If you chose to, you could do tricks with the hawk. That was a bit more than my heart could take. But my husband threw food into the air for the hawk. And both of my children had the hawk walk quickly up to their foot and take food off of it.




At the end, we were able to pose over the beautiful valley and take pictures of Steam, the hawk, on our arm.

It was such a joyous moment. It was made even better by Kirk and Denise, who answered every question we had for them with passion and love for their birds.

During the summer, they also offer courses at the Torrey Pines location. I imagine that would make for gorgeous pictures.

I would love to do this again. It was educational. It was exhilarating. It was interesting.

I cannot say enough good things about it. What a fun way to spend quality time with a loved one that does not involve sitting or crowds.

Have you ever done this? Had you heard of it before? Aren’t those hawks beautiful?


I am enamored.

With a bird.

Just don’t tell my husband.

Rhode Montijo

As many of you know, I love art. My family and I collect whimsical surreal pieces in our home. One artist I have had the pleasure of meeting is Rhode Montijo. We own four pieces of his fun art. He is the creator of a comic called, “The Halloween Kid.” I believe a special is supposed to be airing soon. He has been hard at work on it. It is based off of the children’s book he wrote (he also wrote “Cloud Boy”). I figured with Halloween here it is a perfect time to showcase his art.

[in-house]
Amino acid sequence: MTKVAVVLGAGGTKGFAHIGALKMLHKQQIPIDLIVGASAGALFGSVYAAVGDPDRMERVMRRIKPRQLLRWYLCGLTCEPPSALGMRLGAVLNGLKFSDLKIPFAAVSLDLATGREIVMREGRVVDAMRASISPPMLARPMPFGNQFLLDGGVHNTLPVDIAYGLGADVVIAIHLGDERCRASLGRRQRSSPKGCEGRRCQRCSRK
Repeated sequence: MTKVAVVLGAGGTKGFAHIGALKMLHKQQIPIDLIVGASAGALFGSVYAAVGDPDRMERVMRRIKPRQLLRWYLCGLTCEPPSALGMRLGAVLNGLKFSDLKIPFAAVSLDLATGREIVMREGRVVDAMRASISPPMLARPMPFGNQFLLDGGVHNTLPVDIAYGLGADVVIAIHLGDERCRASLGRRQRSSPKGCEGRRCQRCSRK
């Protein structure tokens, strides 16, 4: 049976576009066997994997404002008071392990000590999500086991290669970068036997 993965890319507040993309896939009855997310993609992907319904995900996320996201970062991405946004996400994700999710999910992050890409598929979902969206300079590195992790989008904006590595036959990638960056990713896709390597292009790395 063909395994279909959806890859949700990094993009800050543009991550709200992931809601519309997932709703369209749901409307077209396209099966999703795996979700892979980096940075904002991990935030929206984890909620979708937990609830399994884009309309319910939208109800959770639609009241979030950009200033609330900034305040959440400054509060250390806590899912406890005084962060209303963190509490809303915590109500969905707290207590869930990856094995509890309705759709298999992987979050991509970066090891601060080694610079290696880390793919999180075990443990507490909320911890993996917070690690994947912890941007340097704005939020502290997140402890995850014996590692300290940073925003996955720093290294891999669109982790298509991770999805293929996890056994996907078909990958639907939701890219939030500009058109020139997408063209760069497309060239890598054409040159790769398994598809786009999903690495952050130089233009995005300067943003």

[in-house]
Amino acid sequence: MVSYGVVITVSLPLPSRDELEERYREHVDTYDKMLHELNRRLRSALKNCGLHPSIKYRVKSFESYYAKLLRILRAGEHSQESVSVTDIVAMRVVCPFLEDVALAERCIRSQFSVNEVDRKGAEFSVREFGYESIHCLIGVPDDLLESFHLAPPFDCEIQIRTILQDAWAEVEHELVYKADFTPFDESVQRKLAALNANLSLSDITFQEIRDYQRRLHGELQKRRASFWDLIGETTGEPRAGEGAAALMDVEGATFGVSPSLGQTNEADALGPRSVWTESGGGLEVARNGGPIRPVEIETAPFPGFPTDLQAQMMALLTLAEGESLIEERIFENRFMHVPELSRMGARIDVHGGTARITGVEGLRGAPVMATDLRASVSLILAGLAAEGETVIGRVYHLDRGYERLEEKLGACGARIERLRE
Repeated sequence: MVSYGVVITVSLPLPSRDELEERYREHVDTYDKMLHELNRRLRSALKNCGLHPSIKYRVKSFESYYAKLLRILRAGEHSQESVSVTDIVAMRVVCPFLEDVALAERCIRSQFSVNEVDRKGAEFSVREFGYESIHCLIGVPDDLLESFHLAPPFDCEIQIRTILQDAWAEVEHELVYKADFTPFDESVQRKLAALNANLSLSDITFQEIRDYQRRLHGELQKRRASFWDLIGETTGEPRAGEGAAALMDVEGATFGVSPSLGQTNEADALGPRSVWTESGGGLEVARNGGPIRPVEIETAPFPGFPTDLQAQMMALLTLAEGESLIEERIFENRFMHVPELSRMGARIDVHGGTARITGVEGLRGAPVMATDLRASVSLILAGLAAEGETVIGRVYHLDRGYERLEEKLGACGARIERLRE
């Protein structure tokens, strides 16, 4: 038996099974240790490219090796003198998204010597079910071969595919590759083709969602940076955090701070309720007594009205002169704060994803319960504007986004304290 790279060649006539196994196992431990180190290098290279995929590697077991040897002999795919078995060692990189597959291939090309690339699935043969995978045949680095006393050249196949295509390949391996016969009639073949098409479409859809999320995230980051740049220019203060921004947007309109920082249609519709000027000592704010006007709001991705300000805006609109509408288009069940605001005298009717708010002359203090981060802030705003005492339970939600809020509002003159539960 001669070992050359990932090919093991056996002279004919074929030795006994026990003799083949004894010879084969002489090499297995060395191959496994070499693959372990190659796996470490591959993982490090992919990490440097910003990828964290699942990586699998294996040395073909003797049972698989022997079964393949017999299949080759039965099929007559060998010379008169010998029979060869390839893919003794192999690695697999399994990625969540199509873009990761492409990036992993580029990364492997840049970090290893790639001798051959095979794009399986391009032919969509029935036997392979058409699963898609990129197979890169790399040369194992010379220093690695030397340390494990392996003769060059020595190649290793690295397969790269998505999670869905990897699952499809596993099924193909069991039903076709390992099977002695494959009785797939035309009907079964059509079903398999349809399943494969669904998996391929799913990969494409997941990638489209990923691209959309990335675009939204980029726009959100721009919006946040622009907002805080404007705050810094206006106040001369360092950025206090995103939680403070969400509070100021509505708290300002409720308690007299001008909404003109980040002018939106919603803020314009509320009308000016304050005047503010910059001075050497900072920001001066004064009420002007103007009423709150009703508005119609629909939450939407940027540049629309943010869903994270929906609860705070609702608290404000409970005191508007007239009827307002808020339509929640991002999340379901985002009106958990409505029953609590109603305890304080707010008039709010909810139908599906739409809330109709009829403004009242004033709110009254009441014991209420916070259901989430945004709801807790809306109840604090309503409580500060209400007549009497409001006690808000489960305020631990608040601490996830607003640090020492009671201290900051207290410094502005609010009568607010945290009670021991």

Our first piece by him is my favorite. It looks like two gnomes playing in a tree. But there is a creature shambling towards them. I think it looks kind of like Ollie.



This is such a whimsical little creature. I liked the scale of him on the page. In a few weeks I will be doing a post about how to save money on your framing. I definitely used those tricks for this piece. Isn’t he cute?



I like this collage of creatures. It is interesting. I like to mix pencil drawings in with more colorful pieces. It allows the eye some rest.


A fairy king perhaps? Rhode’s imagination and drawing technique is fantastic.


Here is Rhode Montijo and myself at Comic Con in July. I wish I would have gotten a picture of him with his lovely wife, too.

Rhode Montijo loves Halloween. I remember reading once on his blog that he leaves door hangers he created on homes he feels truly got into the fun spirit of Halloween. He really is a sweet man with an imagination to match his talent. I have met him three times and he is always smiling. We love to have his art in our home.